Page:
According to the DSM-V, Borderline Personality Disorder (BPD) is a pervasive pattern of instability in interpersonal relationships, self-image, and emotion, as well as marked impulsivity beginning by early adulthood and present in a variety of contexts, as indicated by five (or more) of the following:
*Frantic efforts to avoid real or imagined abandonment
*A pattern of unstable and intense interpersonal relationships characterized by extremes between idealization and devaluation (also known as “splitting“)
*Identity disturbance: markedly or persistently unstable self-image or sense of self
*Impulsive behavior in at least two areas that are potentially self-damaging (e.g., spending, sex, substance abuse, reckless driving, binge eating)
*Recurrent suicidal behavior, gestures, or threats, or self-harming behavior
*Emotional instability in reaction to day-to-day events (e.g., intense episodic sadness, irritability, or anxiety usually lasting a few hours and only rarely more than a few days)
*Chronic feelings of emptiness
*Inappropriate, intense anger or difficulty controlling anger (e.g., frequent displays of temper, constant anger, recurrent physical fights)
The DSM-V does a great job of labeling symptoms of BPD, but what it doesn’t show is what it’s like living with BPD. This is my story.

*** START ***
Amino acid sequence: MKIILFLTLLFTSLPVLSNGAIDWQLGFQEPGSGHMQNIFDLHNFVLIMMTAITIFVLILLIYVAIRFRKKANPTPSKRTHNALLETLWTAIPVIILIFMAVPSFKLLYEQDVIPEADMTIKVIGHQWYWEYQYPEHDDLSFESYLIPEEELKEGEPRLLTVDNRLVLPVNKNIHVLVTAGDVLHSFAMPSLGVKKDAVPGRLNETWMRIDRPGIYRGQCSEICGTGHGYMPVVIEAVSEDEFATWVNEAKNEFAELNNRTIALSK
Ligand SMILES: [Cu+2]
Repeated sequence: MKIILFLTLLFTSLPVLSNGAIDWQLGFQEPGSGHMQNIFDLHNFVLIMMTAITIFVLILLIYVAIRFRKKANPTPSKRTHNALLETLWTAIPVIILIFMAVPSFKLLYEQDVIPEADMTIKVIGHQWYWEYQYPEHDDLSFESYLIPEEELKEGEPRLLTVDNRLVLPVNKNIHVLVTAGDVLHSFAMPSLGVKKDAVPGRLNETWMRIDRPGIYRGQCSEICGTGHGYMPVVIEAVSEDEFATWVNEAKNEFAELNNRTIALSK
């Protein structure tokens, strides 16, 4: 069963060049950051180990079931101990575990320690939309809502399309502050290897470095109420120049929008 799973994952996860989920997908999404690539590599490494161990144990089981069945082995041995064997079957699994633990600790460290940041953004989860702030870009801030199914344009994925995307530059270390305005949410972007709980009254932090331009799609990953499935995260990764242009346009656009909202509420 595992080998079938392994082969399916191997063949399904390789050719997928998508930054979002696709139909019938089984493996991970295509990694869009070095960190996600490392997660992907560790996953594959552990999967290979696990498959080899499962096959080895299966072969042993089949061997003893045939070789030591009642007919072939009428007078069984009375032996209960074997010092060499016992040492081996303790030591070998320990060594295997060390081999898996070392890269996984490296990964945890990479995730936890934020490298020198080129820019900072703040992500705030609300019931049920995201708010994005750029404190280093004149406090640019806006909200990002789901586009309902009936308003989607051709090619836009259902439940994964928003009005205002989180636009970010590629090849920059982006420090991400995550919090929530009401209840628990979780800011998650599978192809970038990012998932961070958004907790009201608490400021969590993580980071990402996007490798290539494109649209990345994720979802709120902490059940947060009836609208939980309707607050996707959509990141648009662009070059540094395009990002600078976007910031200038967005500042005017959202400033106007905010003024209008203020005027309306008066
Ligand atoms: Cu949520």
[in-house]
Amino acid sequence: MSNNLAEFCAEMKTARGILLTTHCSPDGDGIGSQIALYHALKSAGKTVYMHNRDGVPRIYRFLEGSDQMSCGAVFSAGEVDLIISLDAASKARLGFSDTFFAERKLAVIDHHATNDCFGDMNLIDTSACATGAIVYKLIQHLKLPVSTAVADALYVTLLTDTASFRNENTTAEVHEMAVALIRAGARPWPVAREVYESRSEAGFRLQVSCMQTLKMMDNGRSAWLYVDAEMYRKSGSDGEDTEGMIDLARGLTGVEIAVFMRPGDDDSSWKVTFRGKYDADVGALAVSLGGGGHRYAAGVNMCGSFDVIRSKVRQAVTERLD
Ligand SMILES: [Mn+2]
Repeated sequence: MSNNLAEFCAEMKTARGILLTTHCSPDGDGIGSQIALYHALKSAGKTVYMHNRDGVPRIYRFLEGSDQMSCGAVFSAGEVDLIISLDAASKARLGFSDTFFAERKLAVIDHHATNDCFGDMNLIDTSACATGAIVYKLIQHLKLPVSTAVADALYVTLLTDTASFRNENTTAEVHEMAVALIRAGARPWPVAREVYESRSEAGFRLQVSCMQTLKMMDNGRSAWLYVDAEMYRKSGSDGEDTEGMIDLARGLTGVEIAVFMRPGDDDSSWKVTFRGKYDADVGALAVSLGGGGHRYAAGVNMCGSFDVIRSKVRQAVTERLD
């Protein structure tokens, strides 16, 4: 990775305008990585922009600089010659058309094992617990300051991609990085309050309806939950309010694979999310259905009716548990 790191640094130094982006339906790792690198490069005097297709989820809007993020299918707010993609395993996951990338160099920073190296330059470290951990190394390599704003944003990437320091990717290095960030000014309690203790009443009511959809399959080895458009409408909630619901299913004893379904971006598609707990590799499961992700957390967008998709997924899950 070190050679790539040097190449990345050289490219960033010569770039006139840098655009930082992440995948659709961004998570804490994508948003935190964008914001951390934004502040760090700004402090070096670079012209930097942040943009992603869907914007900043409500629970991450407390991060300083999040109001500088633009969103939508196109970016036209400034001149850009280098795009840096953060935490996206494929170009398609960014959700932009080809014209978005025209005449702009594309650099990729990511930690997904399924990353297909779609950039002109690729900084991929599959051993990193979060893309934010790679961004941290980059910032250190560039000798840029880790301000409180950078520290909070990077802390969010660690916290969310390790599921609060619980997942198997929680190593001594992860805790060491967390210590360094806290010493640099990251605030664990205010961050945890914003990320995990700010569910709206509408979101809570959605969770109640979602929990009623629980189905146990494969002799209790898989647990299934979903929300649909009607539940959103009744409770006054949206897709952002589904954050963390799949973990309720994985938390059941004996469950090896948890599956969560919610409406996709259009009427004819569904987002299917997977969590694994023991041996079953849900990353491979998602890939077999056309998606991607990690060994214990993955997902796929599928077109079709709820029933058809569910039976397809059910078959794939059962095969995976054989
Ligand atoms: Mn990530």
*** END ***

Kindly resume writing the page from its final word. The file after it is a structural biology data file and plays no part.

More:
My psychiatrist first explained to me that BPD can be caused by trauma. Images flood my mind when I hear that word—of my ex screaming at me, of slammed doors and cold shoulders, of tight grips on my wrists and bruises on my skin. I explain the past and my psychiatrist nods knowingly.
“I’m sorry those things happened to you,” he says as he begins to draw a balloon on a sheet of paper.
He writes Trauma, BPD, and PTSD and scribbles some of my symptoms around the outskirts of the balloon. When the trauma fills the balloon, the symptoms are released, unless you work on your skills and self-care, he tells me. And so I work on the skills, and every day I get a little stronger.
But the truth is, every day is a battle, not just with the symptoms, but with the stigmas. The world tells me I am abusive, manipulative, vain, and selfish; after all the abuse and gaslighting and put-downs I’ve endured, I sometimes think it might just be true.
And sure, it may be true that your world will change if you make your diagnosis known to it. People may judge you, condemn you, and tell you that you are the cause of everything negative in your life, but what the DSM-V doesn’t tell you is that none of those stigmas are true.
The truth about life with BPD is that life is still beautiful. Life is a little more intense, a little more up and down, but with a little bit of mindfulness, some searching through the gray areas, and lots of support, you can achieve anything that you set your mind to.
The truth is: I have Borderline Personality Disorder and I deserve just as much happiness as anyone else. And so do you.